I’m excited to share that Mother Nature Network just published an interview article about my work: “Artist explores the natural world with a nose for the otherworldly.” The writer, Mary Jo DiLonardo, did a great job with this write up.
I have a few more photos to share from my LASM exhibition and associated demos/events! This was a fantastically fun trip, all thanks to the amazing Dr. John Pojman.
I have a full schedule of demonstrations, lectures, and interviews for the next couple of days associated with the Polymers in Art Through the Centuries exhibition going on at the Louisiana Art & Science Museum (LASM) - the first took place earlier this evening! An LASM public relations staff member posted livestream video to Facebook throughout the night - here's a snippet:
The University of Saint Mary not only issued a press release a little over a month ago on my summer exhibitions and awards, but also just published an article about it in the Fall 2015 issue of Aspire Magazine.
I just recently completed a radio interview about my career thus far with host Loren Swenson on KNCK Radio 1390 AM / 94.9 FM for the CHS Alumni Moment series. (I attended Concordia High School from 2000-2004.)
I can't directly link to the piece, but if you're interested, visit KNCK Radio's website and then in the black header in the upper center of the page there's a button titled Alumni Moment. If you click on that, you can find my interview!
I'm so pleased 3P Quick Cure Clay has been getting so much press lately! This latest article titled "An LSU professor has invented a curious clay with a range of applications, from art to industry" from the Greater Baton Rouge Business Report highlights my work with the product here:
About two years before officially launching 3P QuickCure Clay, Pojman reached out to art students at LSU to get some insight on his products. Pojman started working with former LSU graduate student Shelby Prindaville to mold his mixture into something more useful to artists by perfecting the consistency. Then he began selling it online.
“He would send me test products, and I would tell him what needed to be tweaked,” Prindaville says. “At some point we reached the stage where I thought it was a really viable sculpting medium and I started making things with it. And he figured out how to make it cheaply enough that he launched the product out into the world.”
The final version of 3P QuickCure Clay allows artists to bypass much of the difficult and tricky parts of sculpting, eliminating the need for a kiln. Also, 3P Quick Cure Clay is strong enough to build sculptures without first creating wire and paper “skeletons” or armatures, Prindaville says.
Prindaville used the medium to create a series of small sculptures of lizards called Anoles. The whimsical figures depict the lizards in various positions, like one balancing straight up its thin tail, that are impossible to create using other types of clay without wire armatures.
Prindaville, now the art program director at the University of Saint Mary in Kansas, uses 3PQuickCure Clay in her classroom because students can cure their work with a heat gun before the class period ends. She says the college cancels classes for one week each spring and students work on projects outside the school’s curriculum.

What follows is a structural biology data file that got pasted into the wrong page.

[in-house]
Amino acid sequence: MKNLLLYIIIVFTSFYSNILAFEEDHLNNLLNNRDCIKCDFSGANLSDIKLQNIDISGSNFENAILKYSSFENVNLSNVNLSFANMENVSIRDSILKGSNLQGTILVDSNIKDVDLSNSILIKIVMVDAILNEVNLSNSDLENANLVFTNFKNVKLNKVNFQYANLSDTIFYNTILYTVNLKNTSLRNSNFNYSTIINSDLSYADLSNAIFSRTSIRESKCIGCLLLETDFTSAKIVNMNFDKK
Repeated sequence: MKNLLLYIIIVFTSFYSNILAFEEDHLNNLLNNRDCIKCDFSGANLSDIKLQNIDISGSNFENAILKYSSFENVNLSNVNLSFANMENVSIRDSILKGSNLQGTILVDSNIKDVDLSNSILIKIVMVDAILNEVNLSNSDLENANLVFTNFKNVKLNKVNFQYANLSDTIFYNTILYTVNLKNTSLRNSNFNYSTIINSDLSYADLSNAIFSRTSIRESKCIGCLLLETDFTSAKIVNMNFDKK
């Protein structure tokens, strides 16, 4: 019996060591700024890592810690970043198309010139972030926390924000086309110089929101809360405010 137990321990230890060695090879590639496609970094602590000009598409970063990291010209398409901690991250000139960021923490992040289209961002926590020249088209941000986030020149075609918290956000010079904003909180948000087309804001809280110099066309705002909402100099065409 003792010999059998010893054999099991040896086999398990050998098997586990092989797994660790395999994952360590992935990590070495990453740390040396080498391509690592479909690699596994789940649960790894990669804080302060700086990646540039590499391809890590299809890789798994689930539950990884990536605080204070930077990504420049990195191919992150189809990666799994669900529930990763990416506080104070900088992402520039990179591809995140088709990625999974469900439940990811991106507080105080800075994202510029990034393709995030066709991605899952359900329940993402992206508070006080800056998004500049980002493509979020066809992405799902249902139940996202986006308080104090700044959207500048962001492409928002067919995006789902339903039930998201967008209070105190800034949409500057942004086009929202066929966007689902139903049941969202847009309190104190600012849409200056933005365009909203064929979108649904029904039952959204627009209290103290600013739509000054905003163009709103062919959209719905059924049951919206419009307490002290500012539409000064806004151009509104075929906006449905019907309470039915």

“Last year, I invited John to come up; he shipped us a large amount of clay and sold us a large amount of the clay. The students did all sorts of stuff and they created a show at the end,” Prindaville says. Some of the student’s creations now mingle alongside the chemistry books and salamander tank in Pojman’s office at LSU.
I was interviewed for this article on Dr. John Pojman's innovative 3P Quick Cure Clay. Here's an excerpt:
About four years ago, Pojman started working with former LSU graduate student Shelby Prindaville to mold his mixture into something useful to artists, and began selling it online. Now 3P QuickCure Clay can be found in art stores in New Orleans and New Mexico.
The clay they developed allows artists to bypass much of the difficult and tricky parts of sculpting, eliminating the need for a kiln. Also, 3P QuickCure Clay is strong enough to build sculptures without first creating wire and paper “skeletons” or armatures.
Prindaville is now art program director at the University of Saint Mary in Kansas, and uses 3PQuickCure Clay in her classroom because students can use a heat gun to cure their work before the class period ends. She orders it by the pound from Pojman, who produces it from his office space at the Louisiana Business and Technology Center at LSU—a step up from his garage where he used to mix it on weekends.
“I think it’s a really interesting and innovative medium,” Prindaville says. “The great things is, it gives instant results. With regular clay you have to be careful about the moisture, and you can’t apply wet clay to a finished product, but with 3P you can apply wet to dry.”
Dr. Paige Jarreau has just published an interview with me on From the Lab Bench!
Paige is herself an extremely impressive and multi-talented science journalist and photographer, so I'm very pleased to count her as a friend, as well. When you're done reading that fantastic write-up, make sure to dig around the site a while as it has loads of other interesting features including a page devoted to her beautiful photography.
The Arts Council of Southeast Missouri's Let's Talk Arts series has published their interview with me! There are two ways to view it:
I really appreciate Dr. Joni Hand's insightful questions as well as all the work the council members and staff and juror Ruth Ann Reese put into the Wild Things national juried exhibition and follow-up with me.